While this year’s One Love event brought the usual high-energy performances and heartfelt stories, there was no audience to meet them halfway.
The beloved Orientation Week tradition since 2011 took place on Wednesday evening. One Love is meant to promote acceptance and inclusivity with first-years starting their university careers, with speakers sharing some of their most vulnerable moments.
But what was meant to be a night of connection for the first-year community ended up falling flat compared to previous years with low audience attendance and an awkward event set up.
While there is typically a large crowd seated in front of the stage before One Love begins, 20 minutes after the event’s 8 p.m. start time, there was no audience seated in front of the stage, just small groups of stragglers standing near the stage. The majority of attendees could be found mingling at the back of the field, checking out the high-energy one-stop shop tent, which featured free cotton candy, a photo booth and a giant Twister game.
While an attempt was made to draw students from the back to main stage with a sweater giveaway, it only briefly attracted a crowd before most dissipated back towards the carnival activities.
Soon after the event’s first two high-energy performances, the crowd shrunk significantly. Though the speakers onstage asked the crowd at the back to come to the main stage multiple times and were ignored. At the lowest point in the night, a Gazette reporter counted 25 people in the audience.
Fox, the host of the event and an Anishinaabekwe artist and activist, came onstage to welcome students and share her personal story of growing up on the road with a single mother.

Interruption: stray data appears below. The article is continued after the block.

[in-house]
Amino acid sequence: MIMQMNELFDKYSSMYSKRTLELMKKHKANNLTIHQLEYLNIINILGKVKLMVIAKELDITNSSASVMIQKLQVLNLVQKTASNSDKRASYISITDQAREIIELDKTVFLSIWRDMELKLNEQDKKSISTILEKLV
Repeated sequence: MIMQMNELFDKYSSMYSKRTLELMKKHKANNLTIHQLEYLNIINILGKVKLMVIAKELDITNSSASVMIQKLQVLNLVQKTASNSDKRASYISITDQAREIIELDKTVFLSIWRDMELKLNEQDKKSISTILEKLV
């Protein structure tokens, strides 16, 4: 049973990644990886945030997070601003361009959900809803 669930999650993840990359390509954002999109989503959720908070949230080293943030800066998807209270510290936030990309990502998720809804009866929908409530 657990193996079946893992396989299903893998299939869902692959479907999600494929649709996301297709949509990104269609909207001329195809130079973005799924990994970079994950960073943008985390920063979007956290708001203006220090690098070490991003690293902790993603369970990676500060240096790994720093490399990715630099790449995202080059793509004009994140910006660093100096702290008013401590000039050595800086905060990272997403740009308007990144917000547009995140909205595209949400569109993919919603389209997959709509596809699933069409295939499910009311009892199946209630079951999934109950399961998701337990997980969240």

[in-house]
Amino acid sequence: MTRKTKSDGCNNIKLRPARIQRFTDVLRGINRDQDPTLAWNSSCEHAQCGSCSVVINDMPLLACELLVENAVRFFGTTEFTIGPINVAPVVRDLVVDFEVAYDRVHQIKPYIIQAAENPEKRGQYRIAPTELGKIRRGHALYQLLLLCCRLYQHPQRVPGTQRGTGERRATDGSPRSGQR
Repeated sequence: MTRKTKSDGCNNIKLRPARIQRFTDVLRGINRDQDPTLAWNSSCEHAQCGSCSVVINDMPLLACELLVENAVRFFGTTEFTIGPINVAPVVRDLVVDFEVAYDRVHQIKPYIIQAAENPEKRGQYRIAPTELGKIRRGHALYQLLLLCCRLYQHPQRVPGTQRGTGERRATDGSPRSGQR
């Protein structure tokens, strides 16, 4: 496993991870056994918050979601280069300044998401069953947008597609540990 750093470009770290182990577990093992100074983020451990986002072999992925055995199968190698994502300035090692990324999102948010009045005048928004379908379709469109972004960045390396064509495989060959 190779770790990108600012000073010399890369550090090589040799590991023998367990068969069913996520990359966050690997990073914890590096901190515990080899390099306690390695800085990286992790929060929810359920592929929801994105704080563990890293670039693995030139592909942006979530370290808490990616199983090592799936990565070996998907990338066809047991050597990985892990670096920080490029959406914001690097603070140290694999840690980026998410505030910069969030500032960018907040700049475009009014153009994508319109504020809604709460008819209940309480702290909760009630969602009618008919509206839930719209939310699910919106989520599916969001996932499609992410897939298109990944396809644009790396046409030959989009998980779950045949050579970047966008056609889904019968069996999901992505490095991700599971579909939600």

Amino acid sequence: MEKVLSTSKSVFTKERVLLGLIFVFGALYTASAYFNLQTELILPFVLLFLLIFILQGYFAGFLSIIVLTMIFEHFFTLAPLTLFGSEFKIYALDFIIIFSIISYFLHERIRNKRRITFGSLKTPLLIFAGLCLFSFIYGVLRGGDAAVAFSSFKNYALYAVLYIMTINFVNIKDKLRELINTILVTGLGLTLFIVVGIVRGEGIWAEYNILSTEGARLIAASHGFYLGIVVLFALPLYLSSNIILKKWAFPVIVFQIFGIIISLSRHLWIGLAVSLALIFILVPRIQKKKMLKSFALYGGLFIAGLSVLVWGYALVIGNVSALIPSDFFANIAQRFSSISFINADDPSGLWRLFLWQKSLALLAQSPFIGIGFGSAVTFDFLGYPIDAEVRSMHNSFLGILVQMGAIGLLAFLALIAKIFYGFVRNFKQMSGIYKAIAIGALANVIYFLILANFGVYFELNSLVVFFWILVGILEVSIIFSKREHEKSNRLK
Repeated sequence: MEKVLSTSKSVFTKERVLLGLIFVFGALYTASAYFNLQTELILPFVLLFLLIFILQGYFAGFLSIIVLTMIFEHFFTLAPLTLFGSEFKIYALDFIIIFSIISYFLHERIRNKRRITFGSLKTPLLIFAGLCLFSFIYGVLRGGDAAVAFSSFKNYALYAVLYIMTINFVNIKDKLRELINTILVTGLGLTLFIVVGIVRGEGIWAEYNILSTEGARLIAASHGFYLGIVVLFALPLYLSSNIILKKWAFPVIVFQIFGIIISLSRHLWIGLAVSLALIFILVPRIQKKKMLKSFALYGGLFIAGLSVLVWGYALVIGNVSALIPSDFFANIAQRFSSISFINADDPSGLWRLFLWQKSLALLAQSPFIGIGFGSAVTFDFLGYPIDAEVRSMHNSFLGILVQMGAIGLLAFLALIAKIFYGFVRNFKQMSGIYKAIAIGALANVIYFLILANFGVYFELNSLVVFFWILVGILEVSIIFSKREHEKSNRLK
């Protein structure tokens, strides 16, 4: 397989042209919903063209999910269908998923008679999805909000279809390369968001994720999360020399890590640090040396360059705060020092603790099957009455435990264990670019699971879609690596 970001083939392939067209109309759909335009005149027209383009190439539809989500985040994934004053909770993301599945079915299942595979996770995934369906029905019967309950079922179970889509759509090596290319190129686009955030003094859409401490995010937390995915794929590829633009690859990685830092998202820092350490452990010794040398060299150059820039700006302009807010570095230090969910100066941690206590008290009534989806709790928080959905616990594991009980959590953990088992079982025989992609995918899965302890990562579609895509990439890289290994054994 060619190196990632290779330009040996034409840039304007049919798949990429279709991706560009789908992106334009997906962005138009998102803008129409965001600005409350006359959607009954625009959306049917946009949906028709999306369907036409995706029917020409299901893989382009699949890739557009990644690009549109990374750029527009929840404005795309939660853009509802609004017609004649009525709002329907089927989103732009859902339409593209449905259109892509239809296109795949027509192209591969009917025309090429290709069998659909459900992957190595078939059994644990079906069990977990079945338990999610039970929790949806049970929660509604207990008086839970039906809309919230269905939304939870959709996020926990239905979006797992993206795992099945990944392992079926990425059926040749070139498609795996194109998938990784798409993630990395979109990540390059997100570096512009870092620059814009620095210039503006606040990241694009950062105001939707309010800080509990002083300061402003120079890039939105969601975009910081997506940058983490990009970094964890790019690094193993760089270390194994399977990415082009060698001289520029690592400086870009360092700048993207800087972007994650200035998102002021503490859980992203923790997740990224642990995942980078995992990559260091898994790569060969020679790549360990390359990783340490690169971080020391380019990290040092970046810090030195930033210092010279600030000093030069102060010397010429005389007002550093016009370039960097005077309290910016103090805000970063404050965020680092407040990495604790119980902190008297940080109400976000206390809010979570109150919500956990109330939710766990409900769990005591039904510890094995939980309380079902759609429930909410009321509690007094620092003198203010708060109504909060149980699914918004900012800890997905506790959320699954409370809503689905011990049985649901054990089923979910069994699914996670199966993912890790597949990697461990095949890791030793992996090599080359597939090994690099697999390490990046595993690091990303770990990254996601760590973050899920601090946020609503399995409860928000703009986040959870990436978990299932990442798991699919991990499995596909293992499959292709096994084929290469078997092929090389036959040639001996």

“Each and every one of you has a story that deserves to be heard,” said Fox. “The stories you have and choose to tell amongst one another will connect you right now, but may also connect you for the rest of your lives.”
Iraqi-Canadian hip hop artist Yassin Alsalman — popularly known by the stage name Narcy — was the first performer of the night. This was the peak of audience attendance for the night. Alsalman performed shortly after the sweater giveaway and had the crowd of approximately 100 people on their feet with his high-energy music and humorous video montages.
Filipino-Canadian artist Francis Arevalo opened his set with his song “Heatcheck” and spoke to the crowd about his mental health struggles in university. He was diagnosed with bipolar disorder and hospitalized in April 2015.
While Arevalo spoke, a majority of the attendees mingled near the bouncy castles and tents at the back of the field, seemingly disconnected from the heavy subject matter being discussed onstage.
The final performer of the night was Stacey Kay, who rocked out the stage with her band, performing covers including Lizzo’s “About Damn Time” and Queen’s “Somebody to Love.” Sparkler fountains and purple and white confetti lit up the stage for the grand finale.
In the end, while performers and speakers shone on stage, the activities set up at the back of the field drew attention away from their performances making this year’s One Love underwhelming compared to previous years.